Which used in defense an opponent would want to avoid.
     Bone-headed bipeds grew tubular shoots
     That swept back in long hollow arcs from their snoots
     They courted each other with amorous toots
        And bellowed out threats when annoyed.


One super-genus preferred to make feasts
Of smaller or helpless herbivorous beasts
And as a result of the habits to which they were prone,
     Their forelimbs retarded from utter disuse
     Their teeth became tools for inflicting abuse
     Their jaws could expand_ on a moment’s demand_
        For swallowing muscle and bone.


Some were content eating grass on the ground
But others insisted on pulling things down
Extending their reach to the fruit at the tops of the trees.
     Their neck-bones grew ‘roof ward’, their tail bones grew ‘floor ward’
     Keeping their front ends from toppling forward
     Until they were standing sufficiently nor’ ward
        To grasp the high branches with ease.


While stretching themselves to incredible lengths
Others developed great weapons and strengths
Bone-plated armor of various styles was contrived.
     With horns on their faces and spikes on their flanks
     They marched through the forests like four-legged tanks
     Fiercely defending their place in the ranks
        From those that would eat them alive.


In millions of years there were so many models
Each with their own distinct shuffles and waddles
The Earth was a showcase of colorful gadgets and gear.
     And somewhere amidst all this clatter and clamor
     Of amphibian fashion and reptilian glamour
     A creature of radically different manner
        Slowly began to appear.


        And quietly brought up the rear.



It’s costume severely diverged from those
Who had to spend half of their time in repose
Absorbing the warmth of the sunlight before they could stir.
     This timid new-comer had hit on a way
     To quickly traverse to point B from point A
     With equal efficiency, night time or day
        In a soft coat of something called___   fur.


Deep in the bushes and shadows beneath
It barely evolved by the skin of it’s teeth
While titans around it were plundering untold domains.
     It ‘doggedly’ clung to the end of the age
     When Natural History turned a new page
     The sovereign saurians walked off the stage
        Relinquishing reptilian reigns.


As undersea volcanic action occurred
Continents shifted, ecologies stirred
Habitats shrank and their tenants were jostled about.
     With narrowing climatic temperature ranges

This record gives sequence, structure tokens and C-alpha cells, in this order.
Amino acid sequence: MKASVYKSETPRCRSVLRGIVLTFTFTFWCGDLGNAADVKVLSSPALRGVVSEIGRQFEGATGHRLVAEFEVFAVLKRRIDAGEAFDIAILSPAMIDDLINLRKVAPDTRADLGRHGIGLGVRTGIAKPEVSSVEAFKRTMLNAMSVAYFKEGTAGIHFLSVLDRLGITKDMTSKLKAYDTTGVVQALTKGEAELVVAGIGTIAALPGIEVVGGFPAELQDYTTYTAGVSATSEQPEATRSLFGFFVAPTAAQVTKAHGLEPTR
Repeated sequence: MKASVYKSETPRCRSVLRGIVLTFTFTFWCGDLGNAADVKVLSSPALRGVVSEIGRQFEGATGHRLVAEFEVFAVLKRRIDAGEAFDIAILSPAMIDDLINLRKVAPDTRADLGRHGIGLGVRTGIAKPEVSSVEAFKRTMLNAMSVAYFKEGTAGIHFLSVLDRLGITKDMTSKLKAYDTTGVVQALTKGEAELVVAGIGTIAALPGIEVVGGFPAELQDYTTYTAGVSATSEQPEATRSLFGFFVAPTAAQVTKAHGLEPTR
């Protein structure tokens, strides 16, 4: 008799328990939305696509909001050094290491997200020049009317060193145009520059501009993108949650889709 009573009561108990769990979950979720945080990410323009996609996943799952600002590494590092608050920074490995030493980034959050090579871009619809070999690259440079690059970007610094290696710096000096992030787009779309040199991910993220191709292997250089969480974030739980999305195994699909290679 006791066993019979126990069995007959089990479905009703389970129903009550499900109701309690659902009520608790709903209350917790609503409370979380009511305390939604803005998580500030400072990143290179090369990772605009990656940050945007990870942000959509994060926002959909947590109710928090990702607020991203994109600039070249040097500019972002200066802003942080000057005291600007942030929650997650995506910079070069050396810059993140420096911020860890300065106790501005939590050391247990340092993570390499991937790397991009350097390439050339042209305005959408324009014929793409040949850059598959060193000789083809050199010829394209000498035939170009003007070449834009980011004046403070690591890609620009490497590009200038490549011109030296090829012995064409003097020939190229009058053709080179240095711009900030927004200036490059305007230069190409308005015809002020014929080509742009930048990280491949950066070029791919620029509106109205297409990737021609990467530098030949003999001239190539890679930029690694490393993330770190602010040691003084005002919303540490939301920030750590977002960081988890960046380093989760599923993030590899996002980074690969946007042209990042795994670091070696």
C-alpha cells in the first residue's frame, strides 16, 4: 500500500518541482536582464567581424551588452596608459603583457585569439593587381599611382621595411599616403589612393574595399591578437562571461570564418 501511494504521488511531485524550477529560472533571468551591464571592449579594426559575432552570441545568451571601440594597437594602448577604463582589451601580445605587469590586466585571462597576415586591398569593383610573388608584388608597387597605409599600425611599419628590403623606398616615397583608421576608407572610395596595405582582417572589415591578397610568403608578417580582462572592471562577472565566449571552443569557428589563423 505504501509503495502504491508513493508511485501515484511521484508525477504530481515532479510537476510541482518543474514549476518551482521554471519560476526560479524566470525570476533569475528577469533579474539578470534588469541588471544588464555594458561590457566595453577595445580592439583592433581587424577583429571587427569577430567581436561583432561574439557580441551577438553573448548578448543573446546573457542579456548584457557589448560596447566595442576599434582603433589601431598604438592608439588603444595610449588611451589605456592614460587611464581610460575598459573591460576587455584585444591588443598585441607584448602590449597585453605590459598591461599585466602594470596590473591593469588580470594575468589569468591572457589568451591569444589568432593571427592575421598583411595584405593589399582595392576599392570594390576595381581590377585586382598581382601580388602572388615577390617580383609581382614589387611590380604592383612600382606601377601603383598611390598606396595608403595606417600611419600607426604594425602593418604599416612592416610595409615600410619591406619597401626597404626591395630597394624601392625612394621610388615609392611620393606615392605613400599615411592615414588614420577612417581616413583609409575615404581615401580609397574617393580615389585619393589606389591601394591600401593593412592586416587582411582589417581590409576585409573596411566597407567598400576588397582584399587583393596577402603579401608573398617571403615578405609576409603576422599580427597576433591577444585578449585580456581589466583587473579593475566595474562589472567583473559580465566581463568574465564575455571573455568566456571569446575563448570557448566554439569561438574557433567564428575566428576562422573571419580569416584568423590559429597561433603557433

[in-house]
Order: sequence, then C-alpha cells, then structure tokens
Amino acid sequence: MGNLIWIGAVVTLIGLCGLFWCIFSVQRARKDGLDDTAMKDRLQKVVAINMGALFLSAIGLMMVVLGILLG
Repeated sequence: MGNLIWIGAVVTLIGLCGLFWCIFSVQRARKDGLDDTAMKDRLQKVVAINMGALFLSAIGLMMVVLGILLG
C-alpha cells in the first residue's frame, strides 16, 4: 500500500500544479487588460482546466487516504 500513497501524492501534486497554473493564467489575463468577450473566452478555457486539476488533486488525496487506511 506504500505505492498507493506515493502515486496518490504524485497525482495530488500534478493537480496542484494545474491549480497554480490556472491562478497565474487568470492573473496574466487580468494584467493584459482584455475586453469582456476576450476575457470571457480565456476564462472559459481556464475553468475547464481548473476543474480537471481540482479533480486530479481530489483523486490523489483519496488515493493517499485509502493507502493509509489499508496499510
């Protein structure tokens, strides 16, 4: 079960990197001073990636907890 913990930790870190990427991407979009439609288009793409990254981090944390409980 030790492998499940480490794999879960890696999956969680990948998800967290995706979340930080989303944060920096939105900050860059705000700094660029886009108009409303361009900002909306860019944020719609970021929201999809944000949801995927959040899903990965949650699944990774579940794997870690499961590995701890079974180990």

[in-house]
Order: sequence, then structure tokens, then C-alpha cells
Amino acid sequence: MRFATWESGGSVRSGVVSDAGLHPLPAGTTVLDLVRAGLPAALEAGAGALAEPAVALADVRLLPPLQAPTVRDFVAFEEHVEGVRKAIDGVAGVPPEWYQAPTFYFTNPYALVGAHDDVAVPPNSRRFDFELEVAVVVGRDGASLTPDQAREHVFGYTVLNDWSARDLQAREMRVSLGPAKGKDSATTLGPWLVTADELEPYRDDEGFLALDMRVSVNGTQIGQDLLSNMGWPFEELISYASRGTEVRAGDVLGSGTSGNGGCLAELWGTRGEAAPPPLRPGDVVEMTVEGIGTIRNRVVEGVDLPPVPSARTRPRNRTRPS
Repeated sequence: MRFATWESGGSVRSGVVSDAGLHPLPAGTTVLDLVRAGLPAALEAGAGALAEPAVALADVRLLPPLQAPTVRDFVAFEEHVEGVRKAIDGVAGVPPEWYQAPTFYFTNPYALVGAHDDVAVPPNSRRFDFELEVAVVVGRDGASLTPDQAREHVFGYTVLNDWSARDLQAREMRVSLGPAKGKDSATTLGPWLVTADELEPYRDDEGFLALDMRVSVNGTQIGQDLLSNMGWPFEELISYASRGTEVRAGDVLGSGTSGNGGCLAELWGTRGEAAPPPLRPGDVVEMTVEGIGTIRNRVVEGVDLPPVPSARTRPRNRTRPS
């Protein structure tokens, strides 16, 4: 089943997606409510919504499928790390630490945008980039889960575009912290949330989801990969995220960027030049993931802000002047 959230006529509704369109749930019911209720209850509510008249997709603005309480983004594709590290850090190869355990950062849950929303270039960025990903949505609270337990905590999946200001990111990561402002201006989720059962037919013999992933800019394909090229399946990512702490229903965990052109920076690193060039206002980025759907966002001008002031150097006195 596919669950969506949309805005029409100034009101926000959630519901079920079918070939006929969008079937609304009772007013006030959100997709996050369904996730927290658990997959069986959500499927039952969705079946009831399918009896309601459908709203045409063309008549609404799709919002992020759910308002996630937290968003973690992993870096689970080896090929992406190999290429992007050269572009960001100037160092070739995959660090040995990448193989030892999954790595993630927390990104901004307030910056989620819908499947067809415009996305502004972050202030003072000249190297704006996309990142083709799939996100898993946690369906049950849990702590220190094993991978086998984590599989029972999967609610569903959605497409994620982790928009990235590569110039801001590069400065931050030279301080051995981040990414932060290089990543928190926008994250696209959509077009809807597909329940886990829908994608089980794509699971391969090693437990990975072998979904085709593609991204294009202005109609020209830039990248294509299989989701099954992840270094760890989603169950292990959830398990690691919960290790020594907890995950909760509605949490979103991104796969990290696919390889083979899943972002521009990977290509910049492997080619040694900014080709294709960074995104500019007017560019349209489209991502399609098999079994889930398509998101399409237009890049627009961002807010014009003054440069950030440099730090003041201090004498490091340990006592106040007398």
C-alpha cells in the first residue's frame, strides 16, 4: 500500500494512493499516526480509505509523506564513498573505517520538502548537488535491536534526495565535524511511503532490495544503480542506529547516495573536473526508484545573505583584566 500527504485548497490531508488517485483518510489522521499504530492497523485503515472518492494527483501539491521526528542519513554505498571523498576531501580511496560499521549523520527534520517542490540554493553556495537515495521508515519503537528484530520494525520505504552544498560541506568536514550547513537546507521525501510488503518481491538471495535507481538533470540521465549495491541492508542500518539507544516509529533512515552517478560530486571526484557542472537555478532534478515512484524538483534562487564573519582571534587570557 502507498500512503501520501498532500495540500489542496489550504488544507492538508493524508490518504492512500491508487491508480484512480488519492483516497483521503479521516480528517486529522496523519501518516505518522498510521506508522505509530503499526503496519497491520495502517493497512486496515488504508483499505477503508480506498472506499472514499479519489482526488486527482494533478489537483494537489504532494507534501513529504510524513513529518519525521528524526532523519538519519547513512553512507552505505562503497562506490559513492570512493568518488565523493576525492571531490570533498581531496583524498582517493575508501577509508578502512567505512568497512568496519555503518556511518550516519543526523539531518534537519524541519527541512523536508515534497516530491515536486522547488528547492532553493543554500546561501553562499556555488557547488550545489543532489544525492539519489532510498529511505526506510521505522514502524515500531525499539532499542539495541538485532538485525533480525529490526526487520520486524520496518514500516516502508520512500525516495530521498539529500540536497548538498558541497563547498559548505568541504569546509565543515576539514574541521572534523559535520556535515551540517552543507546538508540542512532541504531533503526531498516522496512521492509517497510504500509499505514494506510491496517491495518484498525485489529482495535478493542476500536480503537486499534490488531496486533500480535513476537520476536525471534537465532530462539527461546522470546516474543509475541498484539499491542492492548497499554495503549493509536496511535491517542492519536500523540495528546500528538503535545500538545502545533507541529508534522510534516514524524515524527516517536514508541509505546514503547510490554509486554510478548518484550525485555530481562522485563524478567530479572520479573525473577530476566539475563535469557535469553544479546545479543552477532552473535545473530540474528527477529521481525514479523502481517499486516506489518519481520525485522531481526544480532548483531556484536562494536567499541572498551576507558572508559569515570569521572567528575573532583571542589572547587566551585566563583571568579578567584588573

Behemoths no longer could weather the changes
     And mammals, though small_ inherited all_
        As the cold-blooded giants went out.


Many a petrified part became locked
In stratified, time-table layers of rock
That show where the old ages end and the new ones unfold.
     All the way back in the tell-tale progressions
     Their skeletal structures and footprint impressions
     Attest to the fact complex systems evolved
        From the simpler versions of old.


The dinosaur fossils beneath the Earth’s surface
Suggest they had finished fulfilling their purpose
Whatever phenomena led to their rapid decline.
     For traits to live on it’s expressly inherent
     There have to be offspring to mimic the parent
     But the mightiest land-walkers ever to roam
        Stopped reproducing their kind.



        Sometimes Nature changes her mind.



___________________________
Part II.
Rise Of The Bipedals


                Something all creatures unconsciously know
                is how to instinctively get up and go
                Upward mobility is nothing other
                than working to keep going further and further



This fossilized history of locomotion
Is what has inspired the scientists’ notion
That Man can be traced to a creature now found in the zoo.
     We ended up having the foot and the hand
     Because we descend from the Cro-Magnon man
     Who’s tree-climbing, primate, precursors began
        From an ambitious, poly-pawed Shrew.

Protected by layers of heart-warming fat
It carried it’s own built-in thermostat
A custom unknown to a distant and earlier ilk.
     It’s young were not laid, incubated, or hatched
     But emerged from the parent live and attached
     And drank from the mother’s mammary sac
        A peculiar new substance called___   milk.

And one prehistorical day in the thicket
One raised his front paws on the trunk of a cycad
While stretching his back, perhaps, in the afternoon heat.
     And just for a moment, before he was settled
     He let go the tree trunk, becoming bi-pedaled
     Which helped to inspire the sudden desire
        To balance on only two feet.

And from the new angle he now had his eyes on
He noticed a brightly expanded horizon
And started to see the advantage now at his command.
     If he could remain for a moment this way
     His progeny prob’ly could do it all day
     And some instinct told him_ if two legs could hold him_
        He’d give his descendants a hand.

Because of this type of A-typical action
Mobility started to gain greater traction
And led to the monkeys’ more semi-bipedal designs.
     With only their hind limbs supporting their booties
     It freed up their fores for auxiliary duties
     Like scratching their armpits and picking their cooties
        And swinging themselves through the vines.


        While maintaining up-righted spines.